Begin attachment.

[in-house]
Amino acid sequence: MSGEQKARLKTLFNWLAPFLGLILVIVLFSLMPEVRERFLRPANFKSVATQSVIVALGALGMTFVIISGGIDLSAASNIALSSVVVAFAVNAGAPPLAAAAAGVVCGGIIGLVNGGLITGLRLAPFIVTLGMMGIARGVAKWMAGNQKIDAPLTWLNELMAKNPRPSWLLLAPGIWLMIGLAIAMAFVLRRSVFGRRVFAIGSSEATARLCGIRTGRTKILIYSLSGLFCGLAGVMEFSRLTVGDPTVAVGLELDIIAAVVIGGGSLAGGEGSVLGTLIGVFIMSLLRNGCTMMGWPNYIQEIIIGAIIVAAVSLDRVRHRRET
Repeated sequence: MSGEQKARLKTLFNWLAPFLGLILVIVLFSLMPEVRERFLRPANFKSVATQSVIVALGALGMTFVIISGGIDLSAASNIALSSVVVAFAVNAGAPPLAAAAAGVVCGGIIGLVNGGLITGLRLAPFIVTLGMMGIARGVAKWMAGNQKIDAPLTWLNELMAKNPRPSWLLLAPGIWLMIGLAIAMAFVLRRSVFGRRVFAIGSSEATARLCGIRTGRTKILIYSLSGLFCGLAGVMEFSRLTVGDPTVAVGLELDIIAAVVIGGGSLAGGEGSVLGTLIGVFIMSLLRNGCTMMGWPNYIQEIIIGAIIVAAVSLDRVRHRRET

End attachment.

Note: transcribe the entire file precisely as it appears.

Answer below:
[in-house]
Amino acid sequence: MSGEQKARLKTLFNWLAPFLGLILVIVLFSLMPEVRERFLRPANFKSVATQSVIVALGALGMTFVIISGGIDLSAASNIALSSVVVAFAVNAGAPPLAAAAAGVVCGGIIGLVNGGLITGLRLAPFIVTLGMMGIARGVAKWMAGNQKIDAPLTWLNELMAKNPRPSWLLLAPGIWLMIGLAIAMAFVLRRSVFGRRVFAIGSSEATARLCGIRTGRTKILIYSLSGLFCGLAGVMEFSRLTVGDPTVAVGLELDIIAAVVIGGGSLAGGEGSVLGTLIGVFIMSLLRNGCTMMGWPNYIQEIIIGAIIVAAVSLDRVRHRRET
Repeated sequence: MSGEQKARLKTLFNWLAPFLGLILVIVLFSLMPEVRERFLRPANFKSVATQSVIVALGALGMTFVIISGGIDLSAASNIALSSVVVAFAVNAGAPPLAAAAAGVVCGGIIGLVNGGLITGLRLAPFIVTLGMMGIARGVAKWMAGNQKIDAPLTWLNELMAKNPRPSWLLLAPGIWLMIGLAIAMAFVLRRSVFGRRVFAIGSSEATARLCGIRTGRTKILIYSLSGLFCGLAGVMEFSRLTVGDPTVAVGLELDIIAAVVIGGGSLAGGEGSVLGTLIGVFIMSLLRNGCTMMGWPNYIQEIIIGAIIVAAVSLDRVRHRRET